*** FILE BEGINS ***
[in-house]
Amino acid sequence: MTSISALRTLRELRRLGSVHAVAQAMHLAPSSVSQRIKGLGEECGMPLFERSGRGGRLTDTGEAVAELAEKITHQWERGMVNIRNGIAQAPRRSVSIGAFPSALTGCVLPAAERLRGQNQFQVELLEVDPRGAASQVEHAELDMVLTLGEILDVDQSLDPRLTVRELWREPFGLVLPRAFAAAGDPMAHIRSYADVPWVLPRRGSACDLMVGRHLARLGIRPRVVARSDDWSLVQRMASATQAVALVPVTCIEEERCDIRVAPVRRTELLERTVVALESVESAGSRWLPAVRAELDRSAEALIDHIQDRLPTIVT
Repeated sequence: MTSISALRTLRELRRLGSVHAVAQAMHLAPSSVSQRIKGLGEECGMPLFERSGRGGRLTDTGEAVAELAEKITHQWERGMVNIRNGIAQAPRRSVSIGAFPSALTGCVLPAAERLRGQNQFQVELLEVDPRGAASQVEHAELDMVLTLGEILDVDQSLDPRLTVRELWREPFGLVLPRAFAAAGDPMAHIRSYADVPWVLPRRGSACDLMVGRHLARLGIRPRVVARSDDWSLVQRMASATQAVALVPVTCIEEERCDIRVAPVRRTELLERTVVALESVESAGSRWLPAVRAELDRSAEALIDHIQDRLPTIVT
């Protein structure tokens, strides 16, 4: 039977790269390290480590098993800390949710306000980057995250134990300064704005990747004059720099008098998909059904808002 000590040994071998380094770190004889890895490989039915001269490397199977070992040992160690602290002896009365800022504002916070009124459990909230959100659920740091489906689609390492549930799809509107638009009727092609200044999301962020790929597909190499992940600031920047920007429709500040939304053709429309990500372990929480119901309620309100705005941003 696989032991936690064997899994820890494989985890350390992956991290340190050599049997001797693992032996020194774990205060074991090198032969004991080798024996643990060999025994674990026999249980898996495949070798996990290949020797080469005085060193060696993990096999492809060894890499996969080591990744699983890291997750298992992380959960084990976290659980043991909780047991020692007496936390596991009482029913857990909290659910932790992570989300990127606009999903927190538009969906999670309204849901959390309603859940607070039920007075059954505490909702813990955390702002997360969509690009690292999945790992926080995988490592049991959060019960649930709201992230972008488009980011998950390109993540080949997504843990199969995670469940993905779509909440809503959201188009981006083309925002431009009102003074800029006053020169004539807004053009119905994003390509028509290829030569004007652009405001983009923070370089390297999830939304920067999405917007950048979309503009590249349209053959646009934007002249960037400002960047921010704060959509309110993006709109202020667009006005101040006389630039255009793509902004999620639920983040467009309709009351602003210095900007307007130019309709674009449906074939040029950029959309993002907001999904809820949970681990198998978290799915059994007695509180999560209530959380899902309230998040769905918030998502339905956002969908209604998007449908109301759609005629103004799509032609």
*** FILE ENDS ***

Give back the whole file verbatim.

[in-house]
Amino acid sequence: MTSISALRTLRELRRLGSVHAVAQAMHLAPSSVSQRIKGLGEECGMPLFERSGRGGRLTDTGEAVAELAEKITHQWERGMVNIRNGIAQAPRRSVSIGAFPSALTGCVLPAAERLRGQNQFQVELLEVDPRGAASQVEHAELDMVLTLGEILDVDQSLDPRLTVRELWREPFGLVLPRAFAAAGDPMAHIRSYADVPWVLPRRGSACDLMVGRHLARLGIRPRVVARSDDWSLVQRMASATQAVALVPVTCIEEERCDIRVAPVRRTELLERTVVALESVESAGSRWLPAVRAELDRSAEALIDHIQDRLPTIVT
Repeated sequence: MTSISALRTLRELRRLGSVHAVAQAMHLAPSSVSQRIKGLGEECGMPLFERSGRGGRLTDTGEAVAELAEKITHQWERGMVNIRNGIAQAPRRSVSIGAFPSALTGCVLPAAERLRGQNQFQVELLEVDPRGAASQVEHAELDMVLTLGEILDVDQSLDPRLTVRELWREPFGLVLPRAFAAAGDPMAHIRSYADVPWVLPRRGSACDLMVGRHLARLGIRPRVVARSDDWSLVQRMASATQAVALVPVTCIEEERCDIRVAPVRRTELLERTVVALESVESAGSRWLPAVRAELDRSAEALIDHIQDRLPTIVT
């Protein structure tokens, strides 16, 4: 039977790269390290480590098993800390949710306000980057995250134990300064704005990747004059720099008098998909059904808002 000590040994071998380094770190004889890895490989039915001269490397199977070992040992160690602290002896009365800022504002916070009124459990909230959100659920740091489906689609390492549930799809509107638009009727092609200044999301962020790929597909190499992940600031920047920007429709500040939304053709429309990500372990929480119901309620309100705005941003 696989032991936690064997899994820890494989985890350390992956991290340190050599049997001797693992032996020194774990205060074991090198032969004991080798024996643990060999025994674990026999249980898996495949070798996990290949020797080469005085060193060696993990096999492809060894890499996969080591990744699983890291997750298992992380959960084990976290659980043991909780047991020692007496936390596991009482029913857990909290659910932790992570989300990127606009999903927190538009969906999670309204849901959390309603859940607070039920007075059954505490909702813990955390702002997360969509690009690292999945790992926080995988490592049991959060019960649930709201992230972008488009980011998950390109993540080949997504843990199969995670469940993905779509909440809503959201188009981006083309925002431009009102003074800029006053020169004539807004053009119905994003390509028509290829030569004007652009405001983009923070370089390297999830939304920067999405917007950048979309503009590249349209053959646009934007002249960037400002960047921010704060959509309110993006709109202020667009006005101040006389630039255009793509902004999620639920983040467009309709009351602003210095900007307007130019309709674009449906074939040029950029959309993002907001999904809820949970681990198998978290799915059994007695509180999560209530959380899902309230998040769905918030998502339905956002969908209604998007449908109301759609005629103004799509032609």